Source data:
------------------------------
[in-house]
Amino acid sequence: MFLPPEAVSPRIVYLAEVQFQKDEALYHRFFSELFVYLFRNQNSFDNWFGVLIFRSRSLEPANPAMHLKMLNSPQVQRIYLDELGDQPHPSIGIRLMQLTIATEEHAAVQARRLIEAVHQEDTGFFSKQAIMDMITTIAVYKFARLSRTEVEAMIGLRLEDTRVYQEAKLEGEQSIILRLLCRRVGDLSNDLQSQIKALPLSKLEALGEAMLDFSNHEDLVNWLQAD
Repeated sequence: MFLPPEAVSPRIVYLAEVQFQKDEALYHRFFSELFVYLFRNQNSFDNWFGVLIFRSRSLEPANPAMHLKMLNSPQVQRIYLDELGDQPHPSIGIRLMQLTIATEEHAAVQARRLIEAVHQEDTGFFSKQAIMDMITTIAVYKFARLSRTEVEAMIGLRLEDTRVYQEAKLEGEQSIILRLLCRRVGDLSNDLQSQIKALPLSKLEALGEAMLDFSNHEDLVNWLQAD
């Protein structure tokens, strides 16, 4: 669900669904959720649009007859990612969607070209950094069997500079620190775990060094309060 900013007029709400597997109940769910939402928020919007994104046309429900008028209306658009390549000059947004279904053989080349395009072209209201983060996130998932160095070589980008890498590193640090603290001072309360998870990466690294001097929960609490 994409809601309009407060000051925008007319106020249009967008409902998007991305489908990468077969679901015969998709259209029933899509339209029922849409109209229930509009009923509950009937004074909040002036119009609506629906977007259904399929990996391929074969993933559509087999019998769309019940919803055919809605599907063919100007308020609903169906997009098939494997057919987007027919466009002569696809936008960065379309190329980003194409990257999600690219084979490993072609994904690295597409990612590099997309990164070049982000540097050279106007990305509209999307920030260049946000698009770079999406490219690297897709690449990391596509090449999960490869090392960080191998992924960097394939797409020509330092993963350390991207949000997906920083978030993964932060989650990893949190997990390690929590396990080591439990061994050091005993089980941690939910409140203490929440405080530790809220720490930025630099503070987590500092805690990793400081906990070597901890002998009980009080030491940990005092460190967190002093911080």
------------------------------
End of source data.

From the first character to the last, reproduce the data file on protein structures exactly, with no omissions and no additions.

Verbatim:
[in-house]
Amino acid sequence: MFLPPEAVSPRIVYLAEVQFQKDEALYHRFFSELFVYLFRNQNSFDNWFGVLIFRSRSLEPANPAMHLKMLNSPQVQRIYLDELGDQPHPSIGIRLMQLTIATEEHAAVQARRLIEAVHQEDTGFFSKQAIMDMITTIAVYKFARLSRTEVEAMIGLRLEDTRVYQEAKLEGEQSIILRLLCRRVGDLSNDLQSQIKALPLSKLEALGEAMLDFSNHEDLVNWLQAD
Repeated sequence: MFLPPEAVSPRIVYLAEVQFQKDEALYHRFFSELFVYLFRNQNSFDNWFGVLIFRSRSLEPANPAMHLKMLNSPQVQRIYLDELGDQPHPSIGIRLMQLTIATEEHAAVQARRLIEAVHQEDTGFFSKQAIMDMITTIAVYKFARLSRTEVEAMIGLRLEDTRVYQEAKLEGEQSIILRLLCRRVGDLSNDLQSQIKALPLSKLEALGEAMLDFSNHEDLVNWLQAD
């Protein structure tokens, strides 16, 4: 669900669904959720649009007859990612969607070209950094069997500079620190775990060094309060 900013007029709400597997109940769910939402928020919007994104046309429900008028209306658009390549000059947004279904053989080349395009072209209201983060996130998932160095070589980008890498590193640090603290001072309360998870990466690294001097929960609490 994409809601309009407060000051925008007319106020249009967008409902998007991305489908990468077969679901015969998709259209029933899509339209029922849409109209229930509009009923509950009937004074909040002036119009609506629906977007259904399929990996391929074969993933559509087999019998769309019940919803055919809605599907063919100007308020609903169906997009098939494997057919987007027919466009002569696809936008960065379309190329980003194409990257999600690219084979490993072609994904690295597409990612590099997309990164070049982000540097050279106007990305509209999307920030260049946000698009770079999406490219690297897709690449990391596509090449999960490869090392960080191998992924960097394939797409020509330092993963350390991207949000997906920083978030993964932060989650990893949190997990390690929590396990080591439990061994050091005993089980941690939910409140203490929440405080530790809220720490930025630099503070987590500092805690990793400081906990070597901890002998009980009080030491940990005092460190967190002093911080």